Crucially this webstandard has representation from Apple (Jiewen Tan), which is critical for adoption across platforms- WebRTC took a long time for Apple to implement which arguably held back webRTC adoption.
What is webauthn?
Webauthn allows people to use their fingerprint, faceID or Windows 'hello' to authenticate to web applications withut the need for a traditional password. The secret (e.g. your fingerprint or face) is stored on their device* which may be more secure than storing secrets in a database on a server far away- with people increasinly becoming mindful of their privacy and trust waning in high-tech, this may be a viable option for applications wanting to store less sensitive information- less being stored, less to attack.
*Note: Given the authenticator coulr be an external device secrets may not always be stored on the users same device, but an external one- possibly far away however the convenience of built in fingerprint scanner in most devices makes this method appealing for many usecases.
The webauth2 RFC defines it as:
an API enabling the creation and use of strong, attested, scoped, public key-based credentials by web applications, for the purpose of strongly authenticating users. Conceptually, one or more public key credentials, each scoped to a given WebAuthn Relying Party, are created by and bound to authenticators as requested by the web application. The user agent mediates access to authenticators and their public key credentials in order to preserve user privacy.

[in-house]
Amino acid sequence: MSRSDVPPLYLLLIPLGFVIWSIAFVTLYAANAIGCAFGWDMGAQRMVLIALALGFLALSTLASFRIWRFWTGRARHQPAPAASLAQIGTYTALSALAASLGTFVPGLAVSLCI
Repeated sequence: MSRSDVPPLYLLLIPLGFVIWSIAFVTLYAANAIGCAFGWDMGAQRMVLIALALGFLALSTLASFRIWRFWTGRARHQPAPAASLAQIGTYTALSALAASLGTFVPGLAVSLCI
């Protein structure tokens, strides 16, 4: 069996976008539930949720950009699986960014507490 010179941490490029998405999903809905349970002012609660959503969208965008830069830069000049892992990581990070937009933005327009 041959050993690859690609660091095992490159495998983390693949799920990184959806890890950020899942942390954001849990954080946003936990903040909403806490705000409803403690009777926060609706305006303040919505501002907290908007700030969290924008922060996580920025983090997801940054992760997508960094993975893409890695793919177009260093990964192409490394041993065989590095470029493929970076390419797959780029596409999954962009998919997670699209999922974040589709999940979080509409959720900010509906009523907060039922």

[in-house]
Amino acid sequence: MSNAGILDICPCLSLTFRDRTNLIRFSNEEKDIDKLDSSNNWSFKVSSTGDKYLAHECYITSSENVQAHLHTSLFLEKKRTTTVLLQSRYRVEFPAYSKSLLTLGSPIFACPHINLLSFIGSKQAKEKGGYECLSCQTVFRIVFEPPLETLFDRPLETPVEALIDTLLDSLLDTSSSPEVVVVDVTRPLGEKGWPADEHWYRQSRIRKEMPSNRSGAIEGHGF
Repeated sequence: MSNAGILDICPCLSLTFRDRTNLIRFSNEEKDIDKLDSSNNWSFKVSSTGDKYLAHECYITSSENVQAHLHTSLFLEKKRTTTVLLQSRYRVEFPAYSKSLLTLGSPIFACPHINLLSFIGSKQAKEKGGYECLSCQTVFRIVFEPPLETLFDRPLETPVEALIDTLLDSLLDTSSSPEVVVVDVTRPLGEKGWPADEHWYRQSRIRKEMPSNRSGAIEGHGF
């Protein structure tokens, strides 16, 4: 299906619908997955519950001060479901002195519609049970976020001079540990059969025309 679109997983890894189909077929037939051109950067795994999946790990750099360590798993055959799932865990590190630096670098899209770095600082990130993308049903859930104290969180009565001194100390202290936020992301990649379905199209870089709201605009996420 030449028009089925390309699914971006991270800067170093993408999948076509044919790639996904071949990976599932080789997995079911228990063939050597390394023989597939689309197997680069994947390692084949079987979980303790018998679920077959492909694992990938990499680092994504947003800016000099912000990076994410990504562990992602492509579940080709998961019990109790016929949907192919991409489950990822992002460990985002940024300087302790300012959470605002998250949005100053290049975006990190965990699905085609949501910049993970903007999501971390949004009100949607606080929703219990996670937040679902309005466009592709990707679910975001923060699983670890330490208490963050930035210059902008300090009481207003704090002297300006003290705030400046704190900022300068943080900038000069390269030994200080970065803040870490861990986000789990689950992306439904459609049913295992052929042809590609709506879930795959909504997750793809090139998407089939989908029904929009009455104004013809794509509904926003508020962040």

- W3.org https://www.w3.org/TR/webauthn-2/
- Your public key credentials are bound to a spesific authenticator , e.g you fingerprint reader system, thea idea being that your web browser cann't easily reach into your authenticator and take our your fingerprint without your permissions (in reality bugs can exist of course, for that, there's more extream less convenient external authenticators like yubikey, which are physical seperate to your device).
Is Webauthn ready for adoption if it needs a fingerprint scanner or Face id?
Yes? In 2022 most consumers already have a compatible authenticator Fingerprint scanner, Apple Face ID, Windows Hello for example.
As early as 2017, 55 percent of smartphones shipped globally in 2017 had a fingerprint sensor.
How secure is it?
Rememebr that "secure" is a spectrum never a binary yes or no. It is also a trade off between convienece and security.
Of course a key risk area is where and how secrets are being stored. In the context of Webautn this is the authenticator- the software and/or hardware device securing the representatino of your fingerprint.
If you're building a web application targeting consumers, then it is likley your application will use the "Platform authenticator" type- in the real world this means the fingerprint scanner built into your phone, Apple Face Id, Windows Hello etc). For enterprise this might mean an external device, usb key, Bluetooth device or even NFC! See: